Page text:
Small and medium-sized companies (SMEs) are increasingly expected to report their environmental, social and governance (ESG) performance. But do banks reward good ESG performance with a lower interest rate? The short answer is “no, not really”. But bad performance might be punished in the future.
In a recent research project, I conducted expert interviews with one-third of German banks (measured by total assets). The key findings are described in the following.
ESG aspects are gaining importance, driven by the adaption of the European (regulatory) framework. The European Central Bank, for instance, is encouraging banks to include climate risks in their lending activities: “As a supervisory authority, it is our duty to contribute to the safety and soundness of the banking sector by ensuring the industry has made adequate preparations to manage climate-related risk”. According to the EU Sustainable Finance Action Plan, capital flows are to be redirected towards sustainable activities, i.e., by banks pricing in ESG risks. Furthermore, Social and Governance aspects are becoming increasingly regulated, e.g., through the German “Lieferkettensorgfaltspflichtengesetz” (LkSG). In the context of reporting and disclosure, the Corporate Sustainability Reporting Directive (CSRD), among others, increasingly obliges companies to disclose their sustainability strategy and metrics. These obligations are now also becoming relevant for a larger number of SMEs (directly and indirectly), which highly depend on banks’ financing. Consequently, the question of how sustainability affects the relationship between companies and their bank and their financing costs is currently of high relevance, given the costs associated with the disclosure and measurement of the criteria.
All interviewed banks emphasise that ESG aspects are highly relevant in their strategy and lending activities. Several banks support their customers in the sustainability transformation process with the help of dedicated ESG advisory teams. Furthermore, all banks apply certain exclusion criteria in their lending processes. However, only soft, qualitative ESG aspects have been assessed so far in the standard lending process. Banks are currently developing sustainable products that meet recognised market standards (e.g., those of the Loan Market Association).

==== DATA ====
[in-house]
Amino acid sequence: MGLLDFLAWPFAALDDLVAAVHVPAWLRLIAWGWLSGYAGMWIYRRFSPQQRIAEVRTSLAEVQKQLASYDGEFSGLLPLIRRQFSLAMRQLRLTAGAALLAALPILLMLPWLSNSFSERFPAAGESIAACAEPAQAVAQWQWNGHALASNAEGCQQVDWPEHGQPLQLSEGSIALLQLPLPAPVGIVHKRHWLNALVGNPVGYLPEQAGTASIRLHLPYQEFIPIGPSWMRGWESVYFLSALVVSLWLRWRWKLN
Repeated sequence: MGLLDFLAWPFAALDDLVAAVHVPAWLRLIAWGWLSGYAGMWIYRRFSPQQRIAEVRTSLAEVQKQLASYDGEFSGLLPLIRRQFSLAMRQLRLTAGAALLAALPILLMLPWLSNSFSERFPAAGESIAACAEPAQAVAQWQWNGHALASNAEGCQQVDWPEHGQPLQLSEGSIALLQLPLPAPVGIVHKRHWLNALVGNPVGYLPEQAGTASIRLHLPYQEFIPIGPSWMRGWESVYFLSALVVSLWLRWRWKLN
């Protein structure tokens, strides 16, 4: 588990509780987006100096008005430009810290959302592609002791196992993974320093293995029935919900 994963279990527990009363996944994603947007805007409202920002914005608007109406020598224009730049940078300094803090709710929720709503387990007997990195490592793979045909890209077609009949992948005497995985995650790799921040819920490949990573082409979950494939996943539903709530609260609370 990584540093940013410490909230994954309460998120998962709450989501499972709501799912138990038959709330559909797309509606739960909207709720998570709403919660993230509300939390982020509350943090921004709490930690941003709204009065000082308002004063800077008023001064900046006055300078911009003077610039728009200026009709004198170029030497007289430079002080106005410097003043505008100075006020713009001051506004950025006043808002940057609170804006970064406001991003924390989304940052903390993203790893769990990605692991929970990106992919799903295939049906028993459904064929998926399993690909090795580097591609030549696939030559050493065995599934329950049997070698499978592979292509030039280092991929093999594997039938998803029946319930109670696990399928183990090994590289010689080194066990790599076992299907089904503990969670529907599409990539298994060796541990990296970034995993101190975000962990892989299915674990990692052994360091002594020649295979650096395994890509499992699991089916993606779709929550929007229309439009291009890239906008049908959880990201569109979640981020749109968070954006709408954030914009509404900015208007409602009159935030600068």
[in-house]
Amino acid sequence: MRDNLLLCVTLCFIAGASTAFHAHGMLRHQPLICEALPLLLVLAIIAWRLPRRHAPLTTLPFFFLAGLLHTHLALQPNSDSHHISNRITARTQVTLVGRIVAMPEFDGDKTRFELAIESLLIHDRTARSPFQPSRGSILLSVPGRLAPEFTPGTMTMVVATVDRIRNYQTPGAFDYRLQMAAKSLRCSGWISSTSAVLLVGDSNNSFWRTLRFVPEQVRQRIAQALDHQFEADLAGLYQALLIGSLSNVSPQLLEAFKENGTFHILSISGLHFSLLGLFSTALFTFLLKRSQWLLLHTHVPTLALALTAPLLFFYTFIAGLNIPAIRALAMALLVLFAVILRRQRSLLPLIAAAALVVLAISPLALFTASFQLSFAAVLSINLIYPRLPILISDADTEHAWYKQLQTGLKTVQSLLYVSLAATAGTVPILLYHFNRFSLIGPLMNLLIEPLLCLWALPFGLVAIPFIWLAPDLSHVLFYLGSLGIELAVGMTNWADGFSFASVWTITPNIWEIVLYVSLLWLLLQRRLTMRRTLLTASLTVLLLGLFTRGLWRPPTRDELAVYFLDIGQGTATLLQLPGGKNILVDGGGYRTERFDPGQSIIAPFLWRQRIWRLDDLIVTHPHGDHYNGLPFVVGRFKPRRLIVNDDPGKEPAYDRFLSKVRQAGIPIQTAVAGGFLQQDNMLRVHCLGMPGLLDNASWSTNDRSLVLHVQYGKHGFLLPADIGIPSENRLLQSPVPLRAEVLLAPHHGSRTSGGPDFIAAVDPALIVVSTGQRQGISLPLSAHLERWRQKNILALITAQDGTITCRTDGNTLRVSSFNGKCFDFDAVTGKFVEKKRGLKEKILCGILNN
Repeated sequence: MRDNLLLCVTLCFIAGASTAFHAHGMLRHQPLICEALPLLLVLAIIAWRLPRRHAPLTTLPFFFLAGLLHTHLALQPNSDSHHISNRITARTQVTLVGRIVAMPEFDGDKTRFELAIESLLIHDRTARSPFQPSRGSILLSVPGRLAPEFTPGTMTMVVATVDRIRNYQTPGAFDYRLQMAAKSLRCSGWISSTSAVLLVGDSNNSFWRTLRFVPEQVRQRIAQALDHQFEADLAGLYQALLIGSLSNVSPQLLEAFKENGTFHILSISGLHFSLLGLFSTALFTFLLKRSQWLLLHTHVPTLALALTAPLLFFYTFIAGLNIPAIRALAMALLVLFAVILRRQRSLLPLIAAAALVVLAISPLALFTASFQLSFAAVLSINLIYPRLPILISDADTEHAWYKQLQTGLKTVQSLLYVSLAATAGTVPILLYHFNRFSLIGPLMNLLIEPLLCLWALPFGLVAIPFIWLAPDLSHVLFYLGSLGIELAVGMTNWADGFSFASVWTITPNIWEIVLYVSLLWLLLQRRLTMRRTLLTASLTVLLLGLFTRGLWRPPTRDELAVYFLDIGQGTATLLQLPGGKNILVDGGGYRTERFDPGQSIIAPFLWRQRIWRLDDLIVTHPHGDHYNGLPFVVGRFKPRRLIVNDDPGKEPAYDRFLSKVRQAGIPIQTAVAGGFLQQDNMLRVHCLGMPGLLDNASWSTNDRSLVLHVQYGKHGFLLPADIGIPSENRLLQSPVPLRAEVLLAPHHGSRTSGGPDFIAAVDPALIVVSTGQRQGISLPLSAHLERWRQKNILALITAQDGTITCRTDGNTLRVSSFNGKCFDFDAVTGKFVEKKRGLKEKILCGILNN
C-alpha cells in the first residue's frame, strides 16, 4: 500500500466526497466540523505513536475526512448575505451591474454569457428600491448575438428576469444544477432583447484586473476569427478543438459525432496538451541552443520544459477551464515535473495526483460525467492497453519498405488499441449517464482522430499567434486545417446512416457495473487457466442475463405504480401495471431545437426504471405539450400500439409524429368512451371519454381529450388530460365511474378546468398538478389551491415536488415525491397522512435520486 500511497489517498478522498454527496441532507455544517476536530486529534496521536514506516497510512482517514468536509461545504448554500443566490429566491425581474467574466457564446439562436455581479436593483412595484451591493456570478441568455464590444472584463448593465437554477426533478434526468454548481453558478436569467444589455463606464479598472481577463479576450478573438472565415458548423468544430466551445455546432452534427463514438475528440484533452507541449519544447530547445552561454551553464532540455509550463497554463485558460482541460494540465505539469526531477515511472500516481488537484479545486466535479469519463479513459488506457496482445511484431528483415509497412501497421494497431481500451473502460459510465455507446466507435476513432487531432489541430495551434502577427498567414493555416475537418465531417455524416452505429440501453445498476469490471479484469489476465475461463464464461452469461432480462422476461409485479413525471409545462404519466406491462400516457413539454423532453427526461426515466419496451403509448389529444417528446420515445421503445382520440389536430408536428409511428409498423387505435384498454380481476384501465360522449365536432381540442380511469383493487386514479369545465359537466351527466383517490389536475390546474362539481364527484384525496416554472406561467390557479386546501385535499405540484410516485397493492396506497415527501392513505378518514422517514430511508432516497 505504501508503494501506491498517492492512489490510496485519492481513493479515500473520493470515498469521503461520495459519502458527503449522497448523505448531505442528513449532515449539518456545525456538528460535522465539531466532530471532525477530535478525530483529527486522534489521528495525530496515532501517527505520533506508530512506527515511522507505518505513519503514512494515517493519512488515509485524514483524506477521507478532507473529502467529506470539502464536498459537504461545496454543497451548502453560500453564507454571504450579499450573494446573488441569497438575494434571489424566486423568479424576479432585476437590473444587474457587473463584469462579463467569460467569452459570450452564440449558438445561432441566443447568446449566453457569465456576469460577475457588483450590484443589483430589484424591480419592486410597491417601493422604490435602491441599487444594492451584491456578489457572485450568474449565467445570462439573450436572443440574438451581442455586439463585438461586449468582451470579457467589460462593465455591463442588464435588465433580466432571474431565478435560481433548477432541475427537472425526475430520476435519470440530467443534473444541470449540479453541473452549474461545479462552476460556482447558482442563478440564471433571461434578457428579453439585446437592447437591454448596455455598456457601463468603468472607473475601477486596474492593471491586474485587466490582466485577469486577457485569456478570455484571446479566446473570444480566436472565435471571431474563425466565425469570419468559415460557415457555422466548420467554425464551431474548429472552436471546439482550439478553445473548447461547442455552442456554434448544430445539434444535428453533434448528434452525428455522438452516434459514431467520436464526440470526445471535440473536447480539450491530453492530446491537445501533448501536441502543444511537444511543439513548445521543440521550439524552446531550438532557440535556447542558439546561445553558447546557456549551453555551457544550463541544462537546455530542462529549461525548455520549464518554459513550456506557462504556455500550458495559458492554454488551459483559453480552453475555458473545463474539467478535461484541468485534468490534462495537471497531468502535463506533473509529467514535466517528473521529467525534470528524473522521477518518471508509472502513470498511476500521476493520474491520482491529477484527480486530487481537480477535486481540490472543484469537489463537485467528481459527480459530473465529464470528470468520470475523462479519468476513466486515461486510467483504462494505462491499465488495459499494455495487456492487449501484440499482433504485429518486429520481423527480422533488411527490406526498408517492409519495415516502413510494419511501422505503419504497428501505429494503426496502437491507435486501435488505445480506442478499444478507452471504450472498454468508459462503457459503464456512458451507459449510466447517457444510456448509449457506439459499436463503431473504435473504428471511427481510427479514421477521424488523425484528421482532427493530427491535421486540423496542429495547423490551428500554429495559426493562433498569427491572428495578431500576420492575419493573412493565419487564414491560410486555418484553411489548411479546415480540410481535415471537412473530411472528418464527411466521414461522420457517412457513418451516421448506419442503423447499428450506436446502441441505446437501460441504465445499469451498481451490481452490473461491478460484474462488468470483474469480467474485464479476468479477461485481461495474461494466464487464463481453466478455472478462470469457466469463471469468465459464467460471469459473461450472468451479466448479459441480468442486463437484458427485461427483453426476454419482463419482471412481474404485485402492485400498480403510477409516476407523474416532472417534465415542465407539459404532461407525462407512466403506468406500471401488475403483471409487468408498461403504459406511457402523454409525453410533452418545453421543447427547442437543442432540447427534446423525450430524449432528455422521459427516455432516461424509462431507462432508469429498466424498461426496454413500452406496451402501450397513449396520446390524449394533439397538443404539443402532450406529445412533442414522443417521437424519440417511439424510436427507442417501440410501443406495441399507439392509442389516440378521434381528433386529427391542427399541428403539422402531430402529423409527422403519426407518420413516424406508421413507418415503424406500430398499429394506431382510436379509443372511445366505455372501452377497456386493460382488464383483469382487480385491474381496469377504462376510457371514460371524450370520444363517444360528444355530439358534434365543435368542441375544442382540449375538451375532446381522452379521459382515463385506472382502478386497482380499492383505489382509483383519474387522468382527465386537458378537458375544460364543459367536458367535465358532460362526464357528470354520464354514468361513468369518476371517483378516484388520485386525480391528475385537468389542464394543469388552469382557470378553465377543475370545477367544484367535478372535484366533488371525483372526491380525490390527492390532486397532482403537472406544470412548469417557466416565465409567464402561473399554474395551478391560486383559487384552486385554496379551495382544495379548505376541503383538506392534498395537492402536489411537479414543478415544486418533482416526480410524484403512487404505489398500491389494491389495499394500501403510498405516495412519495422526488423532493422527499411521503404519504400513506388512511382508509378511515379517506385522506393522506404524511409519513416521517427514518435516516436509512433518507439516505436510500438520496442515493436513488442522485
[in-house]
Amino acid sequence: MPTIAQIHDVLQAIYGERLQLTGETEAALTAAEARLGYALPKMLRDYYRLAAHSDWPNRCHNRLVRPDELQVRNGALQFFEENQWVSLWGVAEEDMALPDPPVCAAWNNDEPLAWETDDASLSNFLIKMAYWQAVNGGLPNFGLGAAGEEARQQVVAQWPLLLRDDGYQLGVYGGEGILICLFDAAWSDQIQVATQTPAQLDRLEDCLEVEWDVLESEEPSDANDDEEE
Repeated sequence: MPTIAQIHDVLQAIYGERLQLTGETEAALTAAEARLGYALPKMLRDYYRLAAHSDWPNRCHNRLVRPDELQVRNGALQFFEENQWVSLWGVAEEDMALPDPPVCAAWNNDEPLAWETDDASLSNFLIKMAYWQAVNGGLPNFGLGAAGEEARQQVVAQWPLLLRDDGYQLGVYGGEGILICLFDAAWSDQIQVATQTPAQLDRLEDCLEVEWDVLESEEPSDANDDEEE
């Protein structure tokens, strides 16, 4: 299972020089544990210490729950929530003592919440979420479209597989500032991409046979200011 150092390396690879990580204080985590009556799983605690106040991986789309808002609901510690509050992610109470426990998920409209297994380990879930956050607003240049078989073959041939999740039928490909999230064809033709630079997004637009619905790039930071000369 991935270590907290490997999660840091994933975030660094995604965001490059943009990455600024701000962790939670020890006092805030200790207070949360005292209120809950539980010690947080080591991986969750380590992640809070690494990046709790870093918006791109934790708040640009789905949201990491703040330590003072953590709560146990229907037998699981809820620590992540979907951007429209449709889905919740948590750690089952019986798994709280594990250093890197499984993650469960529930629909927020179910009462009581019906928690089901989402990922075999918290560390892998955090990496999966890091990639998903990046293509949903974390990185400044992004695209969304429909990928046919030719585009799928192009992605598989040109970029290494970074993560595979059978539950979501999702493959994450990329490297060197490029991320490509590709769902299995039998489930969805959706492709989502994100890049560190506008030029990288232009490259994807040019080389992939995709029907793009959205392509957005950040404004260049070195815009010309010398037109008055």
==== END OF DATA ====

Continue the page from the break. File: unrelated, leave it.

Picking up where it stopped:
Within the standard lending process, banks face the tension between data availability and regulatory requirements. While large banks have started collecting data and integrating qualitative measures, smaller banks (e.g., smaller savings banks and cooperative banks) currently aim to create transparency internally. Widely used industry standards among companies, such as the ISO 14001 environmental certification, are of minor importance for the relationship between banks and companies. Therefore, industry standards will have to be established to demonstrate the ESG performance of an SME to the bank.
Sustainable companies are expected to have improved access to financing; however, ESG aspects are currently not adequately considered in the interest rate (see Figure 1). This is among other reasons since ESG aspects are limitedly reflected in the credit rating due to regulatory requirements, a lack of available data and technical constraints. Furthermore, banks currently have no significant refinancing advantages via capital markets. As part of a strategically driven orientation towards sustainability, large banks offer particularly sustainable companies tailored ESG loans, enabling these companies to achieve non-material interest rate discounts of around 2.5 to 5.0 basis points (i.e., only 0.025 – 0.05%) per year. Thus, the mere reduction of borrowing costs through ESG disclosure does not represent an economically relevant incentive for SMEs to increasingly address ESG reporting and disclosure.
Figure 1: Interest rate discounts for bank loans due to positive ESG disclosure
ESG-disclosure requirements will become stricter for companies, and auditing of these criteria will be extended. Furthermore, it is intended that banks will have to bear higher minimum capital requirements for granting non-sustainable loans. This could result in non-sustainable companies either being denied funding or being offered funding at significantly more expensive conditions instead.
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This article is based on the more comprehensive article: Englert, Mario, Glang, Paul, Mahlendorf, Matthias D., “Was bringts? Der Effekt einer positiven ESG-Darstellung bei der klassischen Bankfinanzierung”, in Der Betrieb, (forthcoming).